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In the UK, the murder of James Bulger was carried out by two 10-year-old boys. They were tried, convicted, and spent the rest of their youth in young offenders institutions. As adults, various restrictions apply to where they can go and what they can do for the rest of their lives.

The key element was the question of whether the boys knew that what they were doing was wrong. If your hypothetical killer can tell right from wrong, they will be convicted the same way.

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    The age of criminal responsibility in the UK is (and was at the time) 10 years old, so my understanding is that the two boys who murdered James Bulger were both old enough to be tried and convicted under the law. So this case is somewhat relevant but doesn't directly answer the question.
    – kaya3
    Jan 15, 2023 at 14:24
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    The law doesn't prevent the legal system from making an exception. If a particular child is found to be a professional hitman, I'm certain the government will make an emergency exception to prevent that kid from release.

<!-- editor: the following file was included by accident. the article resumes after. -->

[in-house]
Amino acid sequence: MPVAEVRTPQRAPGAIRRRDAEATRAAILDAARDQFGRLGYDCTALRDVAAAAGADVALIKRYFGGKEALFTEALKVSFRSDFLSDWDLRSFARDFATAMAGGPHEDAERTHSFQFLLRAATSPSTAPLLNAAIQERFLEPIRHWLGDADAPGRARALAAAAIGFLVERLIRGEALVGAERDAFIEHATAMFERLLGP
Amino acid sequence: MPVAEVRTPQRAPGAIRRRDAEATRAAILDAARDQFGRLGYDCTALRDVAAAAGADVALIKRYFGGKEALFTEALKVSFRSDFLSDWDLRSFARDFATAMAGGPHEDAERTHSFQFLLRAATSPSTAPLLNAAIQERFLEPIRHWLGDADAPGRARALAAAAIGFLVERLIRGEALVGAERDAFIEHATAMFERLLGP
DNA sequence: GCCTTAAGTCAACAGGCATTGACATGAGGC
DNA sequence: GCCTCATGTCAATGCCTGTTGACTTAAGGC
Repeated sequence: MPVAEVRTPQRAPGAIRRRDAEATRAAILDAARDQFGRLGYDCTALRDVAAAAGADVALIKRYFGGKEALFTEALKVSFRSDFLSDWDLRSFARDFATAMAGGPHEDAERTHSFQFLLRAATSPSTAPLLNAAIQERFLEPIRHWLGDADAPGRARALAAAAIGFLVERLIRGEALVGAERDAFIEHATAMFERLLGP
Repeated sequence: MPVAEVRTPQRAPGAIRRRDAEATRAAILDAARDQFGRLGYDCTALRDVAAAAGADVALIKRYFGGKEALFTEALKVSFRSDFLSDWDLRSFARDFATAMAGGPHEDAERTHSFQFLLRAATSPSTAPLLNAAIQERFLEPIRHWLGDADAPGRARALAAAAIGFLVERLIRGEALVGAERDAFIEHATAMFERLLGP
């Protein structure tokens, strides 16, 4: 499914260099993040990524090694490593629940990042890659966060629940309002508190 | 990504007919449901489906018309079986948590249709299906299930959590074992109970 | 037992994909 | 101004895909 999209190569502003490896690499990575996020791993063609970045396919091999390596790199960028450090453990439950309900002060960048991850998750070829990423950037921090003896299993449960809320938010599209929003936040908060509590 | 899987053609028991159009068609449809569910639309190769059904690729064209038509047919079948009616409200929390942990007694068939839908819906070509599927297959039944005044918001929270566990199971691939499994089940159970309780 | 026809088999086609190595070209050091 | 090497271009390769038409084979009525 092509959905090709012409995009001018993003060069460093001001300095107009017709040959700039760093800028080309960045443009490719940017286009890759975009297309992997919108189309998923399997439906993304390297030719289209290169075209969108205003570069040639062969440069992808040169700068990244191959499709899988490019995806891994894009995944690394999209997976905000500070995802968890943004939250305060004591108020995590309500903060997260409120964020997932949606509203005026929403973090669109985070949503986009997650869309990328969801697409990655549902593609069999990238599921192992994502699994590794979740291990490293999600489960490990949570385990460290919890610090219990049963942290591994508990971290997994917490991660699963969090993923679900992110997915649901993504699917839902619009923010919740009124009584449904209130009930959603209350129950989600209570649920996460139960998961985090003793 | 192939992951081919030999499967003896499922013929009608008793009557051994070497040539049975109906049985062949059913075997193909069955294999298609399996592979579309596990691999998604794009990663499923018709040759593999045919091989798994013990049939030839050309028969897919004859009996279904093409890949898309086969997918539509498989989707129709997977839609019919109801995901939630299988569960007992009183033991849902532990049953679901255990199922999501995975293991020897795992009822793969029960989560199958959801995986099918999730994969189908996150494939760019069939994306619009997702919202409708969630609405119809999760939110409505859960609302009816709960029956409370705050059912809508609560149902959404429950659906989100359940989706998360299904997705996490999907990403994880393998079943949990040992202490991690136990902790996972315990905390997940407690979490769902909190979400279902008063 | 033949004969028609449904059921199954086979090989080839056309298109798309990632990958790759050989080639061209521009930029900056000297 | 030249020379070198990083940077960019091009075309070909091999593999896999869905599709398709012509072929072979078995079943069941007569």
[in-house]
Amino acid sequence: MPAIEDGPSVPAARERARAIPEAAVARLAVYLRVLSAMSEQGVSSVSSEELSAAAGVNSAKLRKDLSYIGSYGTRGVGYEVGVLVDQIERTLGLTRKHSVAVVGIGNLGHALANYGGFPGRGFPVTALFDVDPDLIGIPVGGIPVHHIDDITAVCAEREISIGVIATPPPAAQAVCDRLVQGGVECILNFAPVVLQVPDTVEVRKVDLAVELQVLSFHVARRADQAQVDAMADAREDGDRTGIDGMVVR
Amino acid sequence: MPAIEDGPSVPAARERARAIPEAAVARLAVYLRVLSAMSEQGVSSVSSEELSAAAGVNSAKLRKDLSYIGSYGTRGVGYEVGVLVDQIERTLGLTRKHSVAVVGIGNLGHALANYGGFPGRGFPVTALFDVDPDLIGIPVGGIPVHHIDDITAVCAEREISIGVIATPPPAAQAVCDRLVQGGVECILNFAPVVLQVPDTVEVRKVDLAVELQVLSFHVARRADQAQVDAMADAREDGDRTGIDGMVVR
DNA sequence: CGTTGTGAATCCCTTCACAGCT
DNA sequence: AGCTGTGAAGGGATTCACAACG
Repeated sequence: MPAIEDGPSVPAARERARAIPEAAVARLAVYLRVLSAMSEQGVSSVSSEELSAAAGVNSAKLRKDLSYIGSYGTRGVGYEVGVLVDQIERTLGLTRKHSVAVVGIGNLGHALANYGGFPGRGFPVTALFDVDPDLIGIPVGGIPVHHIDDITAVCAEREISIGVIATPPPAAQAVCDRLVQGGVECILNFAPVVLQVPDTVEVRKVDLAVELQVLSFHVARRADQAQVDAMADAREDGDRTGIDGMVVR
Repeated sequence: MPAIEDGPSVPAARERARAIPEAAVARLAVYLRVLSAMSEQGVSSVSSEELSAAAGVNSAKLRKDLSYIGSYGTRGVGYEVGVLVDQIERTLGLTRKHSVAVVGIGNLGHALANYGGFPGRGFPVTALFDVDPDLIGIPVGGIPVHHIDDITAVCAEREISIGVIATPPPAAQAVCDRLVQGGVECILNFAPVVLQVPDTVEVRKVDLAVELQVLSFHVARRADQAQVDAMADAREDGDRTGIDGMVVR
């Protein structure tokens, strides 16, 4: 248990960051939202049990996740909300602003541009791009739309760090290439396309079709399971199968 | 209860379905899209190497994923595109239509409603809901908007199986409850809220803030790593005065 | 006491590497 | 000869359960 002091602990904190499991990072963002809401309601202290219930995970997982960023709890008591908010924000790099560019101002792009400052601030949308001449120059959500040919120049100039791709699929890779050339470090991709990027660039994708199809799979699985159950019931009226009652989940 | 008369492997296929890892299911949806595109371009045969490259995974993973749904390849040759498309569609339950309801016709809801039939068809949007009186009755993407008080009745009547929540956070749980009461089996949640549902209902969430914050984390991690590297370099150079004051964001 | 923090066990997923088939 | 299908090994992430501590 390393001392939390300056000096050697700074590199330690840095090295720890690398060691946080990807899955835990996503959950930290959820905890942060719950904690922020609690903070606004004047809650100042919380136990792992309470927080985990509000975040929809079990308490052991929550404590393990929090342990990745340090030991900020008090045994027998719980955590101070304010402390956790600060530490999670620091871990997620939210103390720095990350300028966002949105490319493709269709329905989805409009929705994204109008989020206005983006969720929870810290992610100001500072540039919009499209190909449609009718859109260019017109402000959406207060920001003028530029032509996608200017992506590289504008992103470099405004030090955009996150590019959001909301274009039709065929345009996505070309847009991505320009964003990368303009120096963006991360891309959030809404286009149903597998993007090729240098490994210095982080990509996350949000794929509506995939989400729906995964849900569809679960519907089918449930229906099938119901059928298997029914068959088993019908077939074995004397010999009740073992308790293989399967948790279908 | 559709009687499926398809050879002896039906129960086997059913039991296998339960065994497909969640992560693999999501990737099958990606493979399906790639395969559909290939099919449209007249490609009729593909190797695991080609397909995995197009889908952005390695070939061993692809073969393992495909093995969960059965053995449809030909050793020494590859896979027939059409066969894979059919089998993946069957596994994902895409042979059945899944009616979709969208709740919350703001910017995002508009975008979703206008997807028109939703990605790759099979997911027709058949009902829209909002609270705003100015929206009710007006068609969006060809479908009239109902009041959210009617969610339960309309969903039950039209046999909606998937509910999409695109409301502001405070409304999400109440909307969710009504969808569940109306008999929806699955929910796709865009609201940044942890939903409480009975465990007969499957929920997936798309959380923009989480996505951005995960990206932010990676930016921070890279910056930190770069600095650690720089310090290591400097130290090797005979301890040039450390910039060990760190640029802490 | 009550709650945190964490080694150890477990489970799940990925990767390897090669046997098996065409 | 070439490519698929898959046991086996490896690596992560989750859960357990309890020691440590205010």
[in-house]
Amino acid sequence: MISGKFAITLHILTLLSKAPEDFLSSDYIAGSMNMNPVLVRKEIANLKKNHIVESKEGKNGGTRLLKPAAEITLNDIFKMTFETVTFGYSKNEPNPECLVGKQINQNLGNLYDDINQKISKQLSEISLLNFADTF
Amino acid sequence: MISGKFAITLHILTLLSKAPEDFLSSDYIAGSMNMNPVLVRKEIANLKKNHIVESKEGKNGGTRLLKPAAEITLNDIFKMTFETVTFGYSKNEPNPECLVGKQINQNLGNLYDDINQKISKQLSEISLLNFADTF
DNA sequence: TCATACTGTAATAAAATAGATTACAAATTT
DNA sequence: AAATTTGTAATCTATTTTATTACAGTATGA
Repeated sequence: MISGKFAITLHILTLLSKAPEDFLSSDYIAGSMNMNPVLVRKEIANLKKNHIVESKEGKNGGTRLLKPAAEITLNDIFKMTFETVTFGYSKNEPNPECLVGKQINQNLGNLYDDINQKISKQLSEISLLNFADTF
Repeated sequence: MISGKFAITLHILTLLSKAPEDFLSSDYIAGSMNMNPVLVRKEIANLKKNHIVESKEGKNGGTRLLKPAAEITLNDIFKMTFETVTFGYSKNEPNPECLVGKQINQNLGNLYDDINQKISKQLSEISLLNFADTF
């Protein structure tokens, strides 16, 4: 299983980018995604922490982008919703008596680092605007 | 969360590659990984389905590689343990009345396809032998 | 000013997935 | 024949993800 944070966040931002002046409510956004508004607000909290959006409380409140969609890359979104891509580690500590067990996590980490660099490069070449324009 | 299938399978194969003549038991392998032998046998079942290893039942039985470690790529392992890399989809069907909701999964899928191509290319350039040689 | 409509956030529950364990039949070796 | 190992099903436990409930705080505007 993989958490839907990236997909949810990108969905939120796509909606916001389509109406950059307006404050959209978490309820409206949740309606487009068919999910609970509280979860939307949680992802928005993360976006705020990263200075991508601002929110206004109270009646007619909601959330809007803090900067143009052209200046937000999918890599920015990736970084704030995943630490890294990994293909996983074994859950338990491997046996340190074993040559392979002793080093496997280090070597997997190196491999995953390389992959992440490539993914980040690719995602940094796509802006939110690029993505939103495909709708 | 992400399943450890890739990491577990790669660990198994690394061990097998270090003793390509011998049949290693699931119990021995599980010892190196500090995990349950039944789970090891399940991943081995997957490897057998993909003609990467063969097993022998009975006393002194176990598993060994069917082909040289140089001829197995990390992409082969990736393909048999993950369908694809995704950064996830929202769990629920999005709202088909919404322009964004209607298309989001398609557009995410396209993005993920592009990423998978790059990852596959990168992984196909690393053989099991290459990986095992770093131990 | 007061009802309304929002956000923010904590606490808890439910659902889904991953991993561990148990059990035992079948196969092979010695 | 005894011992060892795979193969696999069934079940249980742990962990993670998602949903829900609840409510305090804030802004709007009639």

– Nelson
    Jan 17, 2023 at 0:48
  • @Nelson I was under the impression that the whole premise of western law is to specifically prevent something like that. I.e. that the law is applied equally and predictably to all, without the possibility of making arbitrary exceptions. Otherwise it violates the entire premise of the rule of law; how is it different from an absolute monarchy, where the royals can decide to override the law at-will?
    – Ruslan
    Jan 17, 2023 at 15:01
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    @Ruslan because the Government would use provisions of the law, or pass a new law though Parliament to handle the situation and there would be a right of judicial review. There is a strong assumption against retrospective action but it's not absolute.
    – deep64blue
    Jan 17, 2023 at 16:07
  • @Ruslan The main difference is legal exceptions involve a lot of people. A lot. All levels of government, lots of different people, different news media coverage, experts of the law writing letters both for and against, people making sure the exception is not too broad, different systems working together to pass a bill of some sort, and generally it is a very democratic process.